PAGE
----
In a possible boost to his presidential campaign, Jeb Bush came off as humorous and human on the debut of ‘The Late Show with Stephen Colbert’ last night. (cnn.com photo)
In the midst of a presidential election season, “The Late Show with Stephen Colbert” kicked off last night, and the host took advantage of the contest for Commander-in-Chief to bring in viewers.
But it’s also a two-way street. With summer unofficially over, kids going back to school, millions of Americans heading back to a more regular work- and home-life schedule and the fall television season upon us, the presidential candidates are also using the late-night talk show format to build their own brands.
Many voters are beginning to consider who they will support come November 2016, and with the primary season kicking off early next year, White House hopefuls use appearances on late-night shows to grow their bases. The small-screen time is also an opportunity for the competitors to spread their ideas in a forum where their personalities — and possibly humor — can shine, and possibly make or break their campaigns.
A perfect example of this was former Florida Gov. Jeb Bush’s appearance on Colbert’s initial show Tuesday night. The new host is going after viewers by making his “Late Show” debut with a political bent. Colbert snagged Vice President Joe Biden for Thursday’s show, and many have speculated the veep may use the appearance to declare his candidacy or quell rumors that’s going to run. Next week will see hard-charging Vermont Sen. Bernie Sanders as a guest.
And it’s not only Colbert who is using the election to bring eyeballs to his show. The leader among Republicans, Donald Trump, will be a guest on “The Tonight Show Starring Jimmy Fallon” on Friday, Sept. 11. It’s rumored that Hillary Clinton was invited to be Colbert’s guest on his first show, but she declined. Instead, she will appear on Fallon on Wednesday, Sept. 16.
No doubt Trump is unafraid of courting controversy and will let his brash personality fly on Fallon. But Bush’s appearance on Colbert could prove most crucial as it was a chance for a sputtering campaign to make up some ground on the front-running billionaire. For all his bluster, Trump is a known commodity with voters. After being thought of as a top contender for the nomination earlier this year, Bush on the other hand, is still a mystery.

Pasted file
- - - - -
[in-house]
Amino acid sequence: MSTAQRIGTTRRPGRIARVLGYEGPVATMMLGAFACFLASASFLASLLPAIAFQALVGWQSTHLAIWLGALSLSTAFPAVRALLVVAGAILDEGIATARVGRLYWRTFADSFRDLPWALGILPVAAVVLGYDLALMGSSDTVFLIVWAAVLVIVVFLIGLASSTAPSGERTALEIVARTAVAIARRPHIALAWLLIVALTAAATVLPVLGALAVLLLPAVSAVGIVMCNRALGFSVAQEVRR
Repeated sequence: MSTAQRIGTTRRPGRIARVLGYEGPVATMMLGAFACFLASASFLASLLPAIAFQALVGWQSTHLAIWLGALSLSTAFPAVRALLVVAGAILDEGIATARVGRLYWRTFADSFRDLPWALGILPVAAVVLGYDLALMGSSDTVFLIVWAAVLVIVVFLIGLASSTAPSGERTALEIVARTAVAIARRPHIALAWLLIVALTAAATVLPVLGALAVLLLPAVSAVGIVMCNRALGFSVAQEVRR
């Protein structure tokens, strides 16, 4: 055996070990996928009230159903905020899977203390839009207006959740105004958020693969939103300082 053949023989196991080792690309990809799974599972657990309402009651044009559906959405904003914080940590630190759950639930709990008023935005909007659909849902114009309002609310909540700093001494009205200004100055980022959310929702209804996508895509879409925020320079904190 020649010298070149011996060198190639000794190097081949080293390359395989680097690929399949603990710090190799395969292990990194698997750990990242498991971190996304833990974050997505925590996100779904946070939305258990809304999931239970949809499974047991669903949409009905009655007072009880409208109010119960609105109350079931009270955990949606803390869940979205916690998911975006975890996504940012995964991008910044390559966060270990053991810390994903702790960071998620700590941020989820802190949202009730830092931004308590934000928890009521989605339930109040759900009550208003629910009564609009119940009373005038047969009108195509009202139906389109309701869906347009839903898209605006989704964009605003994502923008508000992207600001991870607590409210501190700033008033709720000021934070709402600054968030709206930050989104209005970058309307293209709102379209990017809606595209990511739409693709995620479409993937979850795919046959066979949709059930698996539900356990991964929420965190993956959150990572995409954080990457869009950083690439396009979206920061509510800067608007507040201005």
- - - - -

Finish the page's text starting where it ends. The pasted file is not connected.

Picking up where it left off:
So while on Colbert, did Bush come off as a stuffed shirt, a wonky nerd or Commander-in-Chief material?
In a possible boost to his campaign, Bush came off as humorous and human in discussing with Colbert how to restore some civility to politics. He also criticized his brother, former president George W. Bush, for not reigning in Congressional spending and showed some humor by vowing to be “veto Corleone” in the White House.
Coincidentally, Bush has been the target of some of Trump’s harshest criticisms. The former governor has been accused by the billionaire of being lackluster on the stump and showing low energy in general.
Bush is certainly not Mr. Personality, but he will have to continue to show more substance to get voters excited about his candidacy. And because of some early stumbles, the Trump freight train and a mostly underwhelming campaign to this point, Bush must make those inroads to mount a viable challenge for the nomination.
Colbert had suggested that he may do a cooking segment with Bush, but that was an attempt to get people off the scent of his true intentions. That’s because Colbert is attempting something quite rare: making the unlikely transition from the host of the “The Colbert Report” on Comedy Central — where he played a conservative pundit — to an in-the-flesh television host with a real personality.
Last night was a real opportunity for the campaign and possibly Bush’s biggest test yet. Can he continue to come off as presidential, relatable and show a bit of personality at the same time? Surely his campaign is hoping so. And as the presidential race continues to ramp up, Bush needs to take advantage of every chance to get voters excited about him taking control of the Oval Office.
Noah Zuss is a reporter for TheBlot Magazine.